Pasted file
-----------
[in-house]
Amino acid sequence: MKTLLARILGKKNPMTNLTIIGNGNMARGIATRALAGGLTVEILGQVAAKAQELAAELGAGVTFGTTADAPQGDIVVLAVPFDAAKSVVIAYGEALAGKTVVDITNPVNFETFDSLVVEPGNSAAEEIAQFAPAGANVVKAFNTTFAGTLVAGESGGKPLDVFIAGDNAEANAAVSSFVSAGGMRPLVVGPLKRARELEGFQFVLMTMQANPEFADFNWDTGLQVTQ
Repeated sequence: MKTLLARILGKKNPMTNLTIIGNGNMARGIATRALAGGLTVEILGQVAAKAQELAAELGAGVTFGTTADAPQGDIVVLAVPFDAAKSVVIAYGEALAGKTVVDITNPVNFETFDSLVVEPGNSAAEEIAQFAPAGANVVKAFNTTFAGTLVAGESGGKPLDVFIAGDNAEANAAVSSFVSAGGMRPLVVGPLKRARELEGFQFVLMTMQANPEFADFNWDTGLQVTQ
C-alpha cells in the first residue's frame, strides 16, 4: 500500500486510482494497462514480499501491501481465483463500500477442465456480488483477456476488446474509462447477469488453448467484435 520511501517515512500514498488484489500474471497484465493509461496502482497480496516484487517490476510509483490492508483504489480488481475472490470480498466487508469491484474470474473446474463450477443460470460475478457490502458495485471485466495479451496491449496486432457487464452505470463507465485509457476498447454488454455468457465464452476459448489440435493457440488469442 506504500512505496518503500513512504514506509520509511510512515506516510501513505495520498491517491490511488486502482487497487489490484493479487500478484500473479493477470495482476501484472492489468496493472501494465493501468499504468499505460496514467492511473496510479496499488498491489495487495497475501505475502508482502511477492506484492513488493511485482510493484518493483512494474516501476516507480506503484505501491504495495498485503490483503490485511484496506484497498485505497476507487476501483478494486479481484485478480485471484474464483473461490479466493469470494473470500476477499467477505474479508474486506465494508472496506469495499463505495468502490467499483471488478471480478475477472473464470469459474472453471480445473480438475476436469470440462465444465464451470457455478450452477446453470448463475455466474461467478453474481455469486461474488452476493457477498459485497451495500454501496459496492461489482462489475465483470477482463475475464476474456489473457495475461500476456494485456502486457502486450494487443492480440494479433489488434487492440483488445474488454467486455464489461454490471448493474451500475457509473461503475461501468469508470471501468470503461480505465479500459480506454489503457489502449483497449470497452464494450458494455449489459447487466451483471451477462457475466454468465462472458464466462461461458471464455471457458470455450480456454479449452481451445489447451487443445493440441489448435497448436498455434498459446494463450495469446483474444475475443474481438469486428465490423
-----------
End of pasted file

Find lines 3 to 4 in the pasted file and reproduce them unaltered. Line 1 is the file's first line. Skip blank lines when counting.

Repeated sequence: MKTLLARILGKKNPMTNLTIIGNGNMARGIATRALAGGLTVEILGQVAAKAQELAAELGAGVTFGTTADAPQGDIVVLAVPFDAAKSVVIAYGEALAGKTVVDITNPVNFETFDSLVVEPGNSAAEEIAQFAPAGANVVKAFNTTFAGTLVAGESGGKPLDVFIAGDNAEANAAVSSFVSAGGMRPLVVGPLKRARELEGFQFVLMTMQANPEFADFNWDTGLQVTQ
C-alpha cells in the first residue's frame, strides 16, 4: 500500500486510482494497462514480499501491501481465483463500500477442465456480488483477456476488446474509462447477469488453448467484435 520511501517515512500514498488484489500474471497484465493509461496502482497480496516484487517490476510509483490492508483504489480488481475472490470480498466487508469491484474470474473446474463450477443460470460475478457490502458495485471485466495479451496491449496486432457487464452505470463507465485509457476498447454488454455468457465464452476459448489440435493457440488469442 506504500512505496518503500513512504514506509520509511510512515506516510501513505495520498491517491490511488486502482487497487489490484493479487500478484500473479493477470495482476501484472492489468496493472501494465493501468499504468499505460496514467492511473496510479496499488498491489495487495497475501505475502508482502511477492506484492513488493511485482510493484518493483512494474516501476516507480506503484505501491504495495498485503490483503490485511484496506484497498485505497476507487476501483478494486479481484485478480485471484474464483473461490479466493469470494473470500476477499467477505474479508474486506465494508472496506469495499463505495468502490467499483471488478471480478475477472473464470469459474472453471480445473480438475476436469470440462465444465464451470457455478450452477446453470448463475455466474461467478453474481455469486461474488452476493457477498459485497451495500454501496459496492461489482462489475465483470477482463475475464476474456489473457495475461500476456494485456502486457502486450494487443492480440494479433489488434487492440483488445474488454467486455464489461454490471448493474451500475457509473461503475461501468469508470471501468470503461480505465479500459480506454489503457489502449483497449470497452464494450458494455449489459447487466451483471451477462457475466454468465462472458464466462461461458471464455471457458470455450480456454479449452481451445489447451487443445493440441489448435497448436498455434498459446494463450495469446483474444475475443474481438469486428465490423